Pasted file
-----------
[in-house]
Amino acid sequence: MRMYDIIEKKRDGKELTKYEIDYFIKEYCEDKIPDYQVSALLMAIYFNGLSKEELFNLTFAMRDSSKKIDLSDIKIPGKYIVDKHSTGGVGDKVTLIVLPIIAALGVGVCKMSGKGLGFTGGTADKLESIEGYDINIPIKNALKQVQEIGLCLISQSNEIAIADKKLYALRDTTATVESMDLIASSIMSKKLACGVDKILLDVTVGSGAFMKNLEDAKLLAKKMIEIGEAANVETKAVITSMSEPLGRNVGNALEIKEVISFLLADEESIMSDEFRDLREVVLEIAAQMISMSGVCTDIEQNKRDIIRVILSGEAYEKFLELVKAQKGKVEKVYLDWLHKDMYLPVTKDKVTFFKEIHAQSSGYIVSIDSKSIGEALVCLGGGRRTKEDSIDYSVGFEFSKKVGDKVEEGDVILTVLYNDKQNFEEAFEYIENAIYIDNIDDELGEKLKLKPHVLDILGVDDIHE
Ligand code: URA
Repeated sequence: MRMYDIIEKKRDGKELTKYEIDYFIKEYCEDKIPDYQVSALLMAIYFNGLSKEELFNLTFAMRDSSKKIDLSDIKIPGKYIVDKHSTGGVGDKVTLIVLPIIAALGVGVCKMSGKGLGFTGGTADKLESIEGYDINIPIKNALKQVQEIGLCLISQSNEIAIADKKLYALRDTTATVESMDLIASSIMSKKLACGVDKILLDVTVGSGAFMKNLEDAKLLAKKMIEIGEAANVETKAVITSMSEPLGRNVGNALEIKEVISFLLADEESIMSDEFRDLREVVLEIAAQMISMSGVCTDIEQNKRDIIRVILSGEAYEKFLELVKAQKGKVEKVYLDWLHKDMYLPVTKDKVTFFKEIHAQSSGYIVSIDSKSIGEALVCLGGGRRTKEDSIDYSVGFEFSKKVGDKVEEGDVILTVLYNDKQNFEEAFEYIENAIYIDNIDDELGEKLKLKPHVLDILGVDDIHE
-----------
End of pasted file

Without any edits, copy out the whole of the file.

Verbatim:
[in-house]
Amino acid sequence: MRMYDIIEKKRDGKELTKYEIDYFIKEYCEDKIPDYQVSALLMAIYFNGLSKEELFNLTFAMRDSSKKIDLSDIKIPGKYIVDKHSTGGVGDKVTLIVLPIIAALGVGVCKMSGKGLGFTGGTADKLESIEGYDINIPIKNALKQVQEIGLCLISQSNEIAIADKKLYALRDTTATVESMDLIASSIMSKKLACGVDKILLDVTVGSGAFMKNLEDAKLLAKKMIEIGEAANVETKAVITSMSEPLGRNVGNALEIKEVISFLLADEESIMSDEFRDLREVVLEIAAQMISMSGVCTDIEQNKRDIIRVILSGEAYEKFLELVKAQKGKVEKVYLDWLHKDMYLPVTKDKVTFFKEIHAQSSGYIVSIDSKSIGEALVCLGGGRRTKEDSIDYSVGFEFSKKVGDKVEEGDVILTVLYNDKQNFEEAFEYIENAIYIDNIDDELGEKLKLKPHVLDILGVDDIHE
Ligand code: URA
Repeated sequence: MRMYDIIEKKRDGKELTKYEIDYFIKEYCEDKIPDYQVSALLMAIYFNGLSKEELFNLTFAMRDSSKKIDLSDIKIPGKYIVDKHSTGGVGDKVTLIVLPIIAALGVGVCKMSGKGLGFTGGTADKLESIEGYDINIPIKNALKQVQEIGLCLISQSNEIAIADKKLYALRDTTATVESMDLIASSIMSKKLACGVDKILLDVTVGSGAFMKNLEDAKLLAKKMIEIGEAANVETKAVITSMSEPLGRNVGNALEIKEVISFLLADEESIMSDEFRDLREVVLEIAAQMISMSGVCTDIEQNKRDIIRVILSGEAYEKFLELVKAQKGKVEKVYLDWLHKDMYLPVTKDKVTFFKEIHAQSSGYIVSIDSKSIGEALVCLGGGRRTKEDSIDYSVGFEFSKKVGDKVEEGDVILTVLYNDKQNFEEAFEYIENAIYIDNIDDELGEKLKLKPHVLDILGVDDIHE